Golden Oldies: Server Side Includes

If you are using ColdFusion, Active Server Pages, PHP or another server-side scripting language, you have the ability to create server-side include files. These are text files containing code that is inserted into your pages before the web server sends them to visiting web browsers. Because multiple HTML pages can link to the same include file, it is also possible to change the include file and have it instantly update in all of the pages that use it.

Although similar to linking scripts, include files differ in two ways.

• An include file can contain either server-side code, HTML content, or both.
• The page sent to the web browser is seamless, and there is no indicator that an include file has been inserted. Users cannot see any server-side code.

In Dreamweaver MX, if you link to a database you will be asked to enter details of its location (called a DSN, or Data Source Name), and provide details of the user and password which is allowed to access the database. Dreamweaver MX places these details into an include file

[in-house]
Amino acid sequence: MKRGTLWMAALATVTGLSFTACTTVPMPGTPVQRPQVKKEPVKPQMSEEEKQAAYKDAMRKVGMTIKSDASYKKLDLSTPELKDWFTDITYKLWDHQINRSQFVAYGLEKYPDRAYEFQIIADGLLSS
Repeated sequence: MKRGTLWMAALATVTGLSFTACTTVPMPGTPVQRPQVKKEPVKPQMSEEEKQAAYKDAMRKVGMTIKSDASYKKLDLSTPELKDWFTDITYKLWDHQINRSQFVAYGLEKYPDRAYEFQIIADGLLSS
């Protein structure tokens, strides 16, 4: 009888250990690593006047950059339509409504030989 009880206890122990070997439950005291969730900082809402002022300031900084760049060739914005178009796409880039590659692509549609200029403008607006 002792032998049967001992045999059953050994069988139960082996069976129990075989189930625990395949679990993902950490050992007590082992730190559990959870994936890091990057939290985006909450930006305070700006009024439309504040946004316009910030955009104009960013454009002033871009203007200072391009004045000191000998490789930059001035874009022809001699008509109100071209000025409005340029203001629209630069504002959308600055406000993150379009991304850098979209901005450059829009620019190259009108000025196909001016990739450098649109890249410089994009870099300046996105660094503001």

We use an include file on the Phireworx site to hold all the code that visiting search engines look for, which in enclosed in <meta> tags. Meta tags while important, take up a lot of space on a page and are only changed occasionally. So when you are editing these pages all the time, you just don’t need to see them. We removed the meta tags from our pages and placed them into an include file called

Now all we have to do is write a single line of code linking this file into our page.

< !–#include file=”../../../code/include_files/” –>

When the page is sent to the web browser by the web server, the content inside the Include file is added to the page, offering a seamless piece of code to the visitor.

To build efficient, updateable sites, you should try to separate repeating assets, whether they are custom JavaScript functions or the formatting instructions for picture captions, from individual elements on individual pages.

The twin benefit of all these approaches is that you both save time during development and vastly simplify site maintenance. What is important at this stage is that you start thinking about which elements are unique and which are repeated, and you think about how you plan to separate them before you define your site in Dreamweaver or start building any pages.